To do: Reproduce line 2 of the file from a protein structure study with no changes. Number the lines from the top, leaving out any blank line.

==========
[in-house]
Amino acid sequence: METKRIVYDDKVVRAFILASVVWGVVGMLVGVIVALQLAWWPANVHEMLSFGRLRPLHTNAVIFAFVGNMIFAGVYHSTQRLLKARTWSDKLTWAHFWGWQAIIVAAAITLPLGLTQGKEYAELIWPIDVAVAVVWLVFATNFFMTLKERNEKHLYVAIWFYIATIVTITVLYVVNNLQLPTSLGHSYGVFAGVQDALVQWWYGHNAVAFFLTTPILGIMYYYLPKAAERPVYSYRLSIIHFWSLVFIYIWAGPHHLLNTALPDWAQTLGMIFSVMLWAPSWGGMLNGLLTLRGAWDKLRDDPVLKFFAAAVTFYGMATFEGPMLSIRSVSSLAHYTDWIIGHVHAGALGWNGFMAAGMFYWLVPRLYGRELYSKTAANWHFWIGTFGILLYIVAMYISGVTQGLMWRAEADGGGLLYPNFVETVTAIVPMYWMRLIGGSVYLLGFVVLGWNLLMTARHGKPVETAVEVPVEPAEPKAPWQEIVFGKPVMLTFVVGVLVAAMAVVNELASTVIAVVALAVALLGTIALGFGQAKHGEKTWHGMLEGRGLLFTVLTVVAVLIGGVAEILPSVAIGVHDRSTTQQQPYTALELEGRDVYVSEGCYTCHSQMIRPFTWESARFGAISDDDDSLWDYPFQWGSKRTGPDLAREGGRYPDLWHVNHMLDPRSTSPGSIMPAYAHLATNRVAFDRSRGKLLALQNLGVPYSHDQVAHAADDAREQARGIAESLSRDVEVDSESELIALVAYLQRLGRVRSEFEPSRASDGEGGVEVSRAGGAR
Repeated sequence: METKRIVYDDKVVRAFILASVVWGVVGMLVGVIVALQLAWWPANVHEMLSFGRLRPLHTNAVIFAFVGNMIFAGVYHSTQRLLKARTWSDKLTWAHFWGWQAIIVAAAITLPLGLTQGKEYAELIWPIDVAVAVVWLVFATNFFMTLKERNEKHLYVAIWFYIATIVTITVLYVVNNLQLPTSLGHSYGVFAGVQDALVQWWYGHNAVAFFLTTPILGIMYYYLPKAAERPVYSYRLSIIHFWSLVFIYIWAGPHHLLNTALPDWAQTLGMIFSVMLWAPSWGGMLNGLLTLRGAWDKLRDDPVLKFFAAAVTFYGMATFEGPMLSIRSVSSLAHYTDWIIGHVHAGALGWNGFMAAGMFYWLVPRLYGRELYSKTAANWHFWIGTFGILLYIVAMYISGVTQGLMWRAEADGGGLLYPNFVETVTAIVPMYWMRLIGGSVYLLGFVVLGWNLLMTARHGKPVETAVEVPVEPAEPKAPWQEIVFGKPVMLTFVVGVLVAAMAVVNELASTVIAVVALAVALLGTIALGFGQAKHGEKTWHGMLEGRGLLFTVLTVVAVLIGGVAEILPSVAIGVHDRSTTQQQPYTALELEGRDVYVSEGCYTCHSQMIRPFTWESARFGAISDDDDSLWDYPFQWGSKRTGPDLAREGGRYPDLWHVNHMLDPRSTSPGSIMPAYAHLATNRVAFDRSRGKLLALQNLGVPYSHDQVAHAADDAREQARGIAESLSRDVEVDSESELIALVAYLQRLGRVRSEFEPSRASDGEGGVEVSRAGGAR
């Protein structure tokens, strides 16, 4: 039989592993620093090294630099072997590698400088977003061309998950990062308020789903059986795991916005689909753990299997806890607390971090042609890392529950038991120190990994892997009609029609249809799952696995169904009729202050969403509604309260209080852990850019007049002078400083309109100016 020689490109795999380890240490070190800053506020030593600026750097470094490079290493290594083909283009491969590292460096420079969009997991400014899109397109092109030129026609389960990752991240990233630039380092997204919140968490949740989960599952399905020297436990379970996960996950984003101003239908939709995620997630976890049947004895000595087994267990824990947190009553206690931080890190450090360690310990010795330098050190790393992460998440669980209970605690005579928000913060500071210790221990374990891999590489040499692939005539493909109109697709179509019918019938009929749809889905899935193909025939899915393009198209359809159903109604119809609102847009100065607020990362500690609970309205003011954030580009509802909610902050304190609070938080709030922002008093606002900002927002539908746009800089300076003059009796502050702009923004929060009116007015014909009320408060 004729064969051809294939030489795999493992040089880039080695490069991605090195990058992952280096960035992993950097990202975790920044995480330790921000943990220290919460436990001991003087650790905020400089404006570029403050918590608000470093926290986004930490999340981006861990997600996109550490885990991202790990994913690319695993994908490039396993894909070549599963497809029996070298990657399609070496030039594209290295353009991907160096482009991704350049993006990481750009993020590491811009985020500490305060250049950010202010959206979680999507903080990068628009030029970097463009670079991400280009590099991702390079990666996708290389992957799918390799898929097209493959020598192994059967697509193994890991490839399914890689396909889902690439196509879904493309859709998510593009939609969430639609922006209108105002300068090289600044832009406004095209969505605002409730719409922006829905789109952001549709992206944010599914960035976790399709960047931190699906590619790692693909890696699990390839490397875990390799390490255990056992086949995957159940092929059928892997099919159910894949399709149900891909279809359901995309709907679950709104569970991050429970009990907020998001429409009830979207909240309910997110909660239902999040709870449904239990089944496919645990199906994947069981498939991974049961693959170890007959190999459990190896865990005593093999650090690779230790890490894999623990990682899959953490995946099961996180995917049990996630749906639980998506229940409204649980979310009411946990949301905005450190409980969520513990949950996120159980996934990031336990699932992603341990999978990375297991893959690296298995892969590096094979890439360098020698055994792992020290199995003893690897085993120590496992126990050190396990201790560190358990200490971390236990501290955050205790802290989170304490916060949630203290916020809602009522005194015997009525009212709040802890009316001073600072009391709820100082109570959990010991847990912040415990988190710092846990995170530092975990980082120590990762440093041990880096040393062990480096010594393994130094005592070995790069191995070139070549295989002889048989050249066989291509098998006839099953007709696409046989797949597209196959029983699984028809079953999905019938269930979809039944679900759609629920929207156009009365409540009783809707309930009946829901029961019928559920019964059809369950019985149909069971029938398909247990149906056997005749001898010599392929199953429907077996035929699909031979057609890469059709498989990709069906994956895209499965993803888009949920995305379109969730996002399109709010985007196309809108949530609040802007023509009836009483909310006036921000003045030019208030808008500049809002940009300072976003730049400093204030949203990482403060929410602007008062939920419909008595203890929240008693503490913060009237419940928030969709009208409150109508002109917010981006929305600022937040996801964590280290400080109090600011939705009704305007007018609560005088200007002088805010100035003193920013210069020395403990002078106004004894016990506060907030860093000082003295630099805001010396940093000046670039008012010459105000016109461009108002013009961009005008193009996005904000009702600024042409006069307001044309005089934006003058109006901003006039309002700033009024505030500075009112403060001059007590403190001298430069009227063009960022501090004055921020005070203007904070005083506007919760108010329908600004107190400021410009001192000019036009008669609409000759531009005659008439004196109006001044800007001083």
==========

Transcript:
Amino acid sequence: METKRIVYDDKVVRAFILASVVWGVVGMLVGVIVALQLAWWPANVHEMLSFGRLRPLHTNAVIFAFVGNMIFAGVYHSTQRLLKARTWSDKLTWAHFWGWQAIIVAAAITLPLGLTQGKEYAELIWPIDVAVAVVWLVFATNFFMTLKERNEKHLYVAIWFYIATIVTITVLYVVNNLQLPTSLGHSYGVFAGVQDALVQWWYGHNAVAFFLTTPILGIMYYYLPKAAERPVYSYRLSIIHFWSLVFIYIWAGPHHLLNTALPDWAQTLGMIFSVMLWAPSWGGMLNGLLTLRGAWDKLRDDPVLKFFAAAVTFYGMATFEGPMLSIRSVSSLAHYTDWIIGHVHAGALGWNGFMAAGMFYWLVPRLYGRELYSKTAANWHFWIGTFGILLYIVAMYISGVTQGLMWRAEADGGGLLYPNFVETVTAIVPMYWMRLIGGSVYLLGFVVLGWNLLMTARHGKPVETAVEVPVEPAEPKAPWQEIVFGKPVMLTFVVGVLVAAMAVVNELASTVIAVVALAVALLGTIALGFGQAKHGEKTWHGMLEGRGLLFTVLTVVAVLIGGVAEILPSVAIGVHDRSTTQQQPYTALELEGRDVYVSEGCYTCHSQMIRPFTWESARFGAISDDDDSLWDYPFQWGSKRTGPDLAREGGRYPDLWHVNHMLDPRSTSPGSIMPAYAHLATNRVAFDRSRGKLLALQNLGVPYSHDQVAHAADDAREQARGIAESLSRDVEVDSESELIALVAYLQRLGRVRSEFEPSRASDGEGGVEVSRAGGAR